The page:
The Church has been celebrating the World Day of Migrants and Refugees (WDMR) since 1914. It is always an occasion to express concern for different vulnerable people on the move; to pray for them as they face many challenges; and to increase awareness about the opportunities that migration offers.
Every year the WDMR is the last Sunday of September; in 2020 it will be celebrated this coming Sunday, 27 September. As the title for his annual message, the Holy Father has chosen “Forced like Jesus Christ to flee”.
Pope Francis urges us this year to discover the reality of internally displaced people (IDPs) more deeply. But at this challenging time for all the human family, he has chosen to broaden the scope: “In the light of the tragic events that have marked 2020, I would like this Message, although concerned with internally displaced persons, to embrace all those who are experiencing situations of precariousness, abandonment, marginalization, and rejection as a result of COVID-19”.
Displaced people offer us an opportunity to discover hidden parts of humanity and deepen our understanding of the complexities of our world. Through them, we are invited to meet the Lord, “even though our eyes find it hard to recognize him: his clothing in tatters, his feet dirty, his face disfigured, his body wounded, his tongue unable to speak our language”. We are called to respond to this pastoral challenge with the four verbs the Holy Father designated in his Message for this Day in 2018: welcome, protect, promote and integrate.
The Holy Father augments those four words this year with six pairs of verbs that deal with very practical actions. They are linked together in a challenging way:
- You have to know in order to understand.
- It is necessary to be close in order to serve.
- In order to be reconciled, we need to listen.
- In order to grow, it is necessary to share.
- We need to be involved in order to promote.
- It is necessary to cooperate in order to build.
In each pair, the Pope presents a basic attitude or skill for achieving deeply important human objectives such as reconciliation or growth. He wishes us “the courage to create spaces where everyone can recognize that they are called, and to allow new forms of hospitality, fraternity, and solidarity”.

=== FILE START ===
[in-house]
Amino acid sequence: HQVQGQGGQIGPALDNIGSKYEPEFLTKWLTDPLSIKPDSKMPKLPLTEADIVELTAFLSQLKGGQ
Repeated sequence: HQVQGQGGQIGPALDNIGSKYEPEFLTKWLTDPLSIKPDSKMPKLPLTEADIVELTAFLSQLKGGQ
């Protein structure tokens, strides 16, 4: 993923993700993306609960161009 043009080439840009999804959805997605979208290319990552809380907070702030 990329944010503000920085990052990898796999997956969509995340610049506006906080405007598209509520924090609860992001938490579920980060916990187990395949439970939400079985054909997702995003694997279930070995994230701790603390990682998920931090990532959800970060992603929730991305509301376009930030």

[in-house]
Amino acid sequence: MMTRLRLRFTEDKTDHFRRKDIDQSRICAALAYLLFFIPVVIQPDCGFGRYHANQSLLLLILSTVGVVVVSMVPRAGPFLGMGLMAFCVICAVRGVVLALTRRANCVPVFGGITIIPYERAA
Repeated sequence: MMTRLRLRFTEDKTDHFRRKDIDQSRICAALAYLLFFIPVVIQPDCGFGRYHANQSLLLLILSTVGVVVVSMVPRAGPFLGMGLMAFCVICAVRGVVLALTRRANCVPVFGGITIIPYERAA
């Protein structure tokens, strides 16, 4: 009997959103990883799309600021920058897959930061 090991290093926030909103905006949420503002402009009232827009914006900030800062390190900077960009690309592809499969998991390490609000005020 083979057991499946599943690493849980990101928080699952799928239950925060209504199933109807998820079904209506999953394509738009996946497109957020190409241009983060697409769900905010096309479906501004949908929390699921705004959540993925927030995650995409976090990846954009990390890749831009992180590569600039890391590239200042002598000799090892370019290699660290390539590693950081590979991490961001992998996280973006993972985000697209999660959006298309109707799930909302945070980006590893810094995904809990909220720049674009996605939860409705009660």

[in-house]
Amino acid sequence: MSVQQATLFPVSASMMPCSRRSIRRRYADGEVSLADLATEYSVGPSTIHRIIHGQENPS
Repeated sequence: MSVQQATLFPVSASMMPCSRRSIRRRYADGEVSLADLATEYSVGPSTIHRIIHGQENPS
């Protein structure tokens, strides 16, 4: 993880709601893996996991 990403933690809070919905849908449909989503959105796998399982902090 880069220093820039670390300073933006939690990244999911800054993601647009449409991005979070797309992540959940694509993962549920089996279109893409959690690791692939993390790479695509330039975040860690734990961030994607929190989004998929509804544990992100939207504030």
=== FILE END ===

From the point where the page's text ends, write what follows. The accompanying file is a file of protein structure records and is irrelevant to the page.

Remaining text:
Now I invite you to watch a video in which the Holy Father explores one of the sub-themes of his message: “To share in order to grow” together, without leaving anyone out. An IDP testifies how sharing makes us more human, makes us believe more in God, and feel that we are His children.
With the encouragement of both the Holy Father and an IDP, let me share two considerations.
Church actors are supposed to work together and share the same objectives in relation to IDPs. Catholic organizations like JRS and many of the religious congregations who are part of today’s event are working with local churches in serving IDPs. Your closeness can promote listening that is more attentive to what IDPs need, hope and aspire to. It can also stimulate the participation of internally displaced persons of all backgrounds and capacities in decisions that affect them and in languages and formats they understand. IDPs should participate in the design and delivery of protection and assistance responses; in planning and implementing solutions that affect them; and in the development of laws, policies and strategies related to internal displacement. The Vatican’s Migrants and Refugees Section has developed, with the support of JRS and others, the Pastoral Orientations on Internal Displacement, which we hope can be of support to this inspiring collaborative work.
While the protection of IDPs is the primary responsibility of national authorities, it requires a system-wide approach and shared efforts. All actors, including local churches, should join efforts to raise the profile of internal displacement as a global issue.
Second consideration: IDPs can be a positive force of change. They demonstrate a remarkable degree of hope, resilience and strength. The determination, skills and capacities with which they rebuild their lives can contribute substantially to enhancing the societies that have become their new homes. Local action to support the internally displaced can contribute towards the well-being of the whole community. Addressing the needs of IDPs and supporting their networks and interactions with local residents will help build community, and move towards recovery, social cohesion, peace, security, and development. Because we are close to our IDP brothers and sisters, we are called to reveal the beauty and the capacities they have.
This is the beauty of our Lord Jesus Christ. As the Holy Father expresses very well in his Message: “In each of these people, forced to flee to safety, Jesus is present as he was at the time of Herod. In the faces of the hungry, the thirsty, the naked, the sick, strangers, and prisoners, we are called to see the face of Christ who pleads with us to help (cf. Mt 25:31-46). If we can recognize him in those faces, we will be the ones to thank him for having been able to meet, love, and serve him in them.”
 Pope Francis, Message for the 2020 World Day of Migrants and Refugees, quoting Homily, 15 February 2019.